Keywords: Ileostomy; wound infection; wound bed preparation; negative-pressure drainage; nursing


Submitted Mar 19, 2020. Accepted for publication Jul 14, 2020.

doi: 10.21037/apm-20-1189


Introduction

Peristomal skin complications are common in children. In particular, the incidence of peristomal skin injury has been reported to reach 26.90–56.36% following ileostomy (1-3), which is mainly due to the excretory characteristics of the stomas (4). Skin damage makes it difficult to place the ostomy bag, leading to difficulty in collecting liquid stool. Since children have smaller abdominal areas than adults, the leaked fecal discharge can easily contaminate the wound as a result of the short distance between the wound and the stoma, resulting in wound infection and even organ evisceration (5). Even worse, the large amounts of wound exudate affects the sticking of ostomy bags, leading to leakage of fecal discharge onto the wound surface, forming a vicious cycle and making the nursing of such cases extremely difficult (6).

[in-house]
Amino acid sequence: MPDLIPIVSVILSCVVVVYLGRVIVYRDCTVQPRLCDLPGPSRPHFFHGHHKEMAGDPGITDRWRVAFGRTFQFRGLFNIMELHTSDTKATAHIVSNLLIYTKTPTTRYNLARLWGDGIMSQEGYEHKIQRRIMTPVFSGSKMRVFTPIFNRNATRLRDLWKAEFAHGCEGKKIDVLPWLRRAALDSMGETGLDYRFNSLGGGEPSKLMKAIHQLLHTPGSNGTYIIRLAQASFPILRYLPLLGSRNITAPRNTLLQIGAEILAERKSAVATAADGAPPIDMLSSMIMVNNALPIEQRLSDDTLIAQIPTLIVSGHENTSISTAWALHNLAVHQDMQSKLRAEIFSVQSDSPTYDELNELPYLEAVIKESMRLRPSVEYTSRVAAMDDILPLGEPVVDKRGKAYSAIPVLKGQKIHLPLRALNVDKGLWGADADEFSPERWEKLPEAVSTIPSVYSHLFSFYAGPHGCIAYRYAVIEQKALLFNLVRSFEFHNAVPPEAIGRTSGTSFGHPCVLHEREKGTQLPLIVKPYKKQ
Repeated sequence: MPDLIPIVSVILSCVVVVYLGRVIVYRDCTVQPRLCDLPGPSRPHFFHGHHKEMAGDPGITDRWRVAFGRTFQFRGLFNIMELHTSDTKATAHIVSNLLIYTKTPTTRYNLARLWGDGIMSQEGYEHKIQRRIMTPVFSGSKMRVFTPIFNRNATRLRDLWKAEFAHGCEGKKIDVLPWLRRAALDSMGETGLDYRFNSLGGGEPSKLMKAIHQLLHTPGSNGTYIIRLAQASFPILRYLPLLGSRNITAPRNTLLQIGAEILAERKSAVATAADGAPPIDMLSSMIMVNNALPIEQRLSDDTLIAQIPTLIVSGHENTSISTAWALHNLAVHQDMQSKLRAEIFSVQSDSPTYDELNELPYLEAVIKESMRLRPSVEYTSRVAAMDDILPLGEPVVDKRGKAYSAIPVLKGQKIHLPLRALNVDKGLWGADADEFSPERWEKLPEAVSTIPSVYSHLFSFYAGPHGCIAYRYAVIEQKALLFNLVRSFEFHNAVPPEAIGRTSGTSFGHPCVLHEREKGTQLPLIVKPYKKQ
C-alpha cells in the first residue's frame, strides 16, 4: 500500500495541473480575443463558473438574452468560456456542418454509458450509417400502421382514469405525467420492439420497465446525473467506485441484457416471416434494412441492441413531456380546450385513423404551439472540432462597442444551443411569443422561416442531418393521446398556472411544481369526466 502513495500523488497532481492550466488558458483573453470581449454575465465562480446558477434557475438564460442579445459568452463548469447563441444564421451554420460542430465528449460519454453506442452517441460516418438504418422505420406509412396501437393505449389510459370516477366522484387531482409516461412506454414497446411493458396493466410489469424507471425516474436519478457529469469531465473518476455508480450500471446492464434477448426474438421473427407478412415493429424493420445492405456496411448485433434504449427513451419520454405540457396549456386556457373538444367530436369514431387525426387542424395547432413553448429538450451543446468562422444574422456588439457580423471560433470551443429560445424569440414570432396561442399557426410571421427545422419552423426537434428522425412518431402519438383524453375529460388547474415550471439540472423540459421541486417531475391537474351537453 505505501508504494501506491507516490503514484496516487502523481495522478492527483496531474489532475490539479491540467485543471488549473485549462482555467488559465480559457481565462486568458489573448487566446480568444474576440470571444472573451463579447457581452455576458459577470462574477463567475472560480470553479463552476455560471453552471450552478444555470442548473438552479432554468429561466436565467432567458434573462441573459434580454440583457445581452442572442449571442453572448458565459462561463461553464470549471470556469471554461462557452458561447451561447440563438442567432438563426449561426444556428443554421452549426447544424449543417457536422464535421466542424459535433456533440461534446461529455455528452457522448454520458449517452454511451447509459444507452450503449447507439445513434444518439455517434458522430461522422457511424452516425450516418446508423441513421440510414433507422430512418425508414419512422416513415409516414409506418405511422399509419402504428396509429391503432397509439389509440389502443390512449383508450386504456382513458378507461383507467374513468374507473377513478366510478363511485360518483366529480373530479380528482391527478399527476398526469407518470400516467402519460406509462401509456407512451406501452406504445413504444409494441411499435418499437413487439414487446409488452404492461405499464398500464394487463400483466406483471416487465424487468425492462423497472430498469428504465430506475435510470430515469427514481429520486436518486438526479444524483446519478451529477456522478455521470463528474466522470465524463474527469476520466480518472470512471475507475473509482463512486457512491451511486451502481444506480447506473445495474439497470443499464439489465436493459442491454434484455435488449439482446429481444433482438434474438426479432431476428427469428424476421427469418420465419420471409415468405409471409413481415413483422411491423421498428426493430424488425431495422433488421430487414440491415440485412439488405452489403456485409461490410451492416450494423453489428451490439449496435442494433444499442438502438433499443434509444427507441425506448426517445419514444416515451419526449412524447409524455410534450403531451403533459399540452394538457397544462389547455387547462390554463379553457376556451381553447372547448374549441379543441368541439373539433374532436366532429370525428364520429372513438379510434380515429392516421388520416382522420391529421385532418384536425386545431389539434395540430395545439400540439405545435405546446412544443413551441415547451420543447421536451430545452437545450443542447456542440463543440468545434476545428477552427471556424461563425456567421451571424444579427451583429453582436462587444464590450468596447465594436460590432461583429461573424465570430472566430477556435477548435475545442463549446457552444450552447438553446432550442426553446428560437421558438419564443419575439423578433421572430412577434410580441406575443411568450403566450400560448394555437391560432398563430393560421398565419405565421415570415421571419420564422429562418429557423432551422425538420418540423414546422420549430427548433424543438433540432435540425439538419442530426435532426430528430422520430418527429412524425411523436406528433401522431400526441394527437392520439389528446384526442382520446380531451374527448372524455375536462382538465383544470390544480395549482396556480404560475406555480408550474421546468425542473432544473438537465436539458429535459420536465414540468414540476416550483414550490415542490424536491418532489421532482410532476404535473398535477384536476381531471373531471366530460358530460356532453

There was a similar report (Application of modified wound vacuum suction in nursing care of patients with wound splitting and infection after ileostomy. But This report mainly describes the application of the original set of wound suction devices to adult wounds to cracked wounds after improvement. It is aimed at adults rather than children.